It’s humanity to ask: ‘Which is much better?’ Even if the answer is usually ‘neither’, since each has its pros and cons.
People will still question whether it’s iPhone or Android, PlayStation or Xbox, manual or dual-clutch automated. The very same holds true of engines, and possibly next it’ll be EV electric drives: radial flux or axial flux?
Like the other stuff, each has its minuses and pluses– only in this case, the differences are most likely more clear cut. The radial flux motor is the familiar cylindrical shape and the axial flux is shaped like a biscuit tin, and on shape alone they provide themselves to different installations.
Due to the fact that it’s higher in length but smaller in diameter, the traditional radial flux is a natural fit in between two wheels on a single axle. Axial flux is higher in size and exceptionally brief in length so it’s perfect for sandwiching between an engine and transmission for hybrid drives. There’s very little future for that concept in the UK any more, but in EVs axial flux motors can likewise work in sets mounted close to the wheels as drive systems, or as wheel motors, or stacked one behind the other to make multi-rotor units.
Like radial flux motors, they can be designed to work at low voltage (48V) for scooters and small city EVs or, in the future, autonomous pods, in addition to at high voltage for any kind of EV up to supercars. UK-based company Saietta has actually developed a new axial flux traction (AFT) motor to fit mass production and bring expenses down. It can be scaled in size to power anything from a scooter to a bus.
Making use of basic moderate steel in the disc-like rotor with permanent magnets connected helps minimize expense, as does the modular building and construction, which provides itself to a high level of automated assembly– the secret to minimizing and producing big numbers cost. The motor is sealed and water cooled and, like other axial flux motor designs, is ‘yokeless’, missing the large, heavy frame supporting the stator windings of a standard radial flux machine. The absence of yoke is one of the features that minimizes weight and increases power density.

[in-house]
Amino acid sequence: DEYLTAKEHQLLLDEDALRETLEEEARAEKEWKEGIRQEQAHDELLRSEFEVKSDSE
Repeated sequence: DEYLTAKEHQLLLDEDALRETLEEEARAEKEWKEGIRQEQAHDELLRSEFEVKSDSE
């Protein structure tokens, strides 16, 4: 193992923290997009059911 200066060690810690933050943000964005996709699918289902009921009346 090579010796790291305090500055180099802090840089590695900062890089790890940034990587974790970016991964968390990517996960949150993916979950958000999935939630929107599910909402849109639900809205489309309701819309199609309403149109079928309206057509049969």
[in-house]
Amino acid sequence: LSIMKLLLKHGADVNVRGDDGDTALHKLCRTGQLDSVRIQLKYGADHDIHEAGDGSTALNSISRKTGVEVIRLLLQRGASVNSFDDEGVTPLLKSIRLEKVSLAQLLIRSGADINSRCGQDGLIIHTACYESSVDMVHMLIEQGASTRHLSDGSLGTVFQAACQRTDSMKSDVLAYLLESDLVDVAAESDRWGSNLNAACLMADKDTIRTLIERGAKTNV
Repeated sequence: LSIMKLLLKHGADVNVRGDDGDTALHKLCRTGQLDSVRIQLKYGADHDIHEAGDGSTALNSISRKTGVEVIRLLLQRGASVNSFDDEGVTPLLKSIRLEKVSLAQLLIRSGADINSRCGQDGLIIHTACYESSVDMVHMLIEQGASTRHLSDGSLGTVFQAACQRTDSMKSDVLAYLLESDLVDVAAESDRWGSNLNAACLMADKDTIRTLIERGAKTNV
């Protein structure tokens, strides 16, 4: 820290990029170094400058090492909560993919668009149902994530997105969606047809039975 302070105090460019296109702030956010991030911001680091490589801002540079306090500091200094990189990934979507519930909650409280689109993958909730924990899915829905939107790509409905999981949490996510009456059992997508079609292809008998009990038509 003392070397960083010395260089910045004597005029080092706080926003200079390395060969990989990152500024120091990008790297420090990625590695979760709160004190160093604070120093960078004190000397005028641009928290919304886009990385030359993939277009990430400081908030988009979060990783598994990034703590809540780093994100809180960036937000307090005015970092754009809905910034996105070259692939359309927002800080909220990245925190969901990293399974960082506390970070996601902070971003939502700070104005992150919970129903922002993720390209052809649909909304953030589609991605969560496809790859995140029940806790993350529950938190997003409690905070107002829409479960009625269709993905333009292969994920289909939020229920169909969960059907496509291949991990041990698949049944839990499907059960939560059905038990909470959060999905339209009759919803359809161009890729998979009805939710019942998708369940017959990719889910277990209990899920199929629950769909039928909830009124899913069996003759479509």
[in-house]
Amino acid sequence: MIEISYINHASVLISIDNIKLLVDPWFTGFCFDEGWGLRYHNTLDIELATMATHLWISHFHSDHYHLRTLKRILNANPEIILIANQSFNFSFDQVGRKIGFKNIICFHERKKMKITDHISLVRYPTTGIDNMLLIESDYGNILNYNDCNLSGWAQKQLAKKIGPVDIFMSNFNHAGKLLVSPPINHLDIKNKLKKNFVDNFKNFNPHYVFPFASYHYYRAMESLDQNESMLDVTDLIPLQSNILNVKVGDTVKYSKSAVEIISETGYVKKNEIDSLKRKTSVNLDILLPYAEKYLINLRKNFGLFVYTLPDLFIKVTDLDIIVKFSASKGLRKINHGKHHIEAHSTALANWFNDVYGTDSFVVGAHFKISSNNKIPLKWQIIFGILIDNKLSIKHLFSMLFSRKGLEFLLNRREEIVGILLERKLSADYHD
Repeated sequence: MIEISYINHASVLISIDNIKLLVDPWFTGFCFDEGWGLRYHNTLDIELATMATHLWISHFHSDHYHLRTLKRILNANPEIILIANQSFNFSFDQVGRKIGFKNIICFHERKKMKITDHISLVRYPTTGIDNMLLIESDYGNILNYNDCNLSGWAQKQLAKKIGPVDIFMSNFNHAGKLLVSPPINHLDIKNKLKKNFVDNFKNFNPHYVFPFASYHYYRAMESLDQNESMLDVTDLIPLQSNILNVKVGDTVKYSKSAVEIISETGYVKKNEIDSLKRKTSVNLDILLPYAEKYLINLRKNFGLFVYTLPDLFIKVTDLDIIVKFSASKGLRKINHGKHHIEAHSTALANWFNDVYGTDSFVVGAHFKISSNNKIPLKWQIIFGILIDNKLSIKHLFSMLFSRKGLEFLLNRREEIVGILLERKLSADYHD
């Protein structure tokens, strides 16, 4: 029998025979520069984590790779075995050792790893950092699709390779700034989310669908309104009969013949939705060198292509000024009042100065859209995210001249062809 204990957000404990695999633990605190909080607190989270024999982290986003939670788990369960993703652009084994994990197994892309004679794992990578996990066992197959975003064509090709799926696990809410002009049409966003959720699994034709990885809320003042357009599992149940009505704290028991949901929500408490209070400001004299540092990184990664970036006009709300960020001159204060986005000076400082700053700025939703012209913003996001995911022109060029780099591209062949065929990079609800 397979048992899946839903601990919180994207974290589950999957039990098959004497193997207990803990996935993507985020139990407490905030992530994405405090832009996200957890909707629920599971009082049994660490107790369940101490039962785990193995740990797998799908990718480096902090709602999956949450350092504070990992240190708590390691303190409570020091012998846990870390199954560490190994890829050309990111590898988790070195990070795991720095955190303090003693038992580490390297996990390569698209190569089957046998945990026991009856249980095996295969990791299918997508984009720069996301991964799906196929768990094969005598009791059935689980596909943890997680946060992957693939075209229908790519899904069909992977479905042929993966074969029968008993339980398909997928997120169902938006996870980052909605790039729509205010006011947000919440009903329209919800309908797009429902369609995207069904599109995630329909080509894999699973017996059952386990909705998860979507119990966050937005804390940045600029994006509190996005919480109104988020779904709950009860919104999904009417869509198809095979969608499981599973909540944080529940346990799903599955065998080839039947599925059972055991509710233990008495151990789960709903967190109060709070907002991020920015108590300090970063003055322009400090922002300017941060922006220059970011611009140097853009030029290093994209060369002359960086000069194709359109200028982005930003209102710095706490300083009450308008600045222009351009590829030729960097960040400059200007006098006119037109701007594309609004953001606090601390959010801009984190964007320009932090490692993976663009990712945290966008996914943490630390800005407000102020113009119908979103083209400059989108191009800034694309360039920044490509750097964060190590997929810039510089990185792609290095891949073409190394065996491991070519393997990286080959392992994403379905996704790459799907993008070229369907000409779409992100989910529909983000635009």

Like all kinds of Air Conditioning simultaneous electric motor, the magnets on the rotor of an axial flux motor are drawn in to the rotating field developed by a surrounding ring of separate electromagnets in the stator. The switching of the magnets making the field turn isn’t dead smooth therefore the rotor suffers from a minor ‘torque ripple’ referred to as ‘cogging’ as it turns.
Although the result is usually decreased digitally, Saietta motors have 96 electromagnets in the stator, the high number and smaller increments helping minimize it to a minimum. Saietta was just recently the recipient of an Advanced Propulsion Centre grant to help develop production procedures to produce 150,000 motors a year and sees prospective in producing wheel motors for autonomous pods along with traditional automobiles. It will sign up with other axial flux motor developers such as established YASA and Belgium firm Magnax in moving electric motor technology forward.
Hyundai’s take on motors
UK-based company Saietta has created a new axial flux traction (AFT) motor to suit mass production and bring costs down. The motor is sealed and water cooled and, like other axial flux motor styles, is ‘yokeless’, missing the bulky, heavy frame supporting the stator windings of a traditional radial flux maker. Like all types of A/C synchronous electrical motor, the magnets on the rotor of an axial flux motor are attracted to the rotating field produced by a surrounding ring of different electromagnets in the stator. Saietta was just recently the recipient of an Advanced Propulsion Centre grant to assist develop production procedures to produce 150,000 motors a year and sees potential in producing wheel motors for self-governing pods as well as conventional lorries.